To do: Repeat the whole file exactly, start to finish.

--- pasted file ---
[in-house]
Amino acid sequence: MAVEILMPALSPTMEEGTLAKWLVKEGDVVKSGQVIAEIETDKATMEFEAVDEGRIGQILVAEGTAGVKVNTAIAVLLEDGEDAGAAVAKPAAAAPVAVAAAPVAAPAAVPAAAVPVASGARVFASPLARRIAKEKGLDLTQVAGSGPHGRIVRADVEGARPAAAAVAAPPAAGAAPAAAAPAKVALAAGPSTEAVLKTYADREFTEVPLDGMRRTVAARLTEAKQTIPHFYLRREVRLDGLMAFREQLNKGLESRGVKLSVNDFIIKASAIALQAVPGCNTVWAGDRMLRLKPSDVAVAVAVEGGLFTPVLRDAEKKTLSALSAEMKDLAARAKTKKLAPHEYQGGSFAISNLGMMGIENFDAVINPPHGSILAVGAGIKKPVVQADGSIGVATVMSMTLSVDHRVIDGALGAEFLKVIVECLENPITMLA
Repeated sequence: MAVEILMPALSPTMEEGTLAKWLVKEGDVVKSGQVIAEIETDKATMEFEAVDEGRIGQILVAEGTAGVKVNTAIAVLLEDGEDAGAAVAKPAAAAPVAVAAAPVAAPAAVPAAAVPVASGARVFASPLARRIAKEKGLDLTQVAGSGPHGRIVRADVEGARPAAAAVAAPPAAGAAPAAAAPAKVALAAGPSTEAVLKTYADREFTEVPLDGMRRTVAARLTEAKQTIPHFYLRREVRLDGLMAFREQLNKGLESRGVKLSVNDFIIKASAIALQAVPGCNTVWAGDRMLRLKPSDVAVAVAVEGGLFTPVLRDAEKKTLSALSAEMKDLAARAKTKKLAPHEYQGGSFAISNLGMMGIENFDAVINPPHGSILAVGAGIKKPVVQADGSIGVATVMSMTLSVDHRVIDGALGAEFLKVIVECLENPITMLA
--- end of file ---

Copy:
[in-house]
Amino acid sequence: MAVEILMPALSPTMEEGTLAKWLVKEGDVVKSGQVIAEIETDKATMEFEAVDEGRIGQILVAEGTAGVKVNTAIAVLLEDGEDAGAAVAKPAAAAPVAVAAAPVAAPAAVPAAAVPVASGARVFASPLARRIAKEKGLDLTQVAGSGPHGRIVRADVEGARPAAAAVAAPPAAGAAPAAAAPAKVALAAGPSTEAVLKTYADREFTEVPLDGMRRTVAARLTEAKQTIPHFYLRREVRLDGLMAFREQLNKGLESRGVKLSVNDFIIKASAIALQAVPGCNTVWAGDRMLRLKPSDVAVAVAVEGGLFTPVLRDAEKKTLSALSAEMKDLAARAKTKKLAPHEYQGGSFAISNLGMMGIENFDAVINPPHGSILAVGAGIKKPVVQADGSIGVATVMSMTLSVDHRVIDGALGAEFLKVIVECLENPITMLA
Repeated sequence: MAVEILMPALSPTMEEGTLAKWLVKEGDVVKSGQVIAEIETDKATMEFEAVDEGRIGQILVAEGTAGVKVNTAIAVLLEDGEDAGAAVAKPAAAAPVAVAAAPVAAPAAVPAAAVPVASGARVFASPLARRIAKEKGLDLTQVAGSGPHGRIVRADVEGARPAAAAVAAPPAAGAAPAAAAPAKVALAAGPSTEAVLKTYADREFTEVPLDGMRRTVAARLTEAKQTIPHFYLRREVRLDGLMAFREQLNKGLESRGVKLSVNDFIIKASAIALQAVPGCNTVWAGDRMLRLKPSDVAVAVAVEGGLFTPVLRDAEKKTLSALSAEMKDLAARAKTKKLAPHEYQGGSFAISNLGMMGIENFDAVINPPHGSILAVGAGIKKPVVQADGSIGVATVMSMTLSVDHRVIDGALGAEFLKVIVECLENPITMLA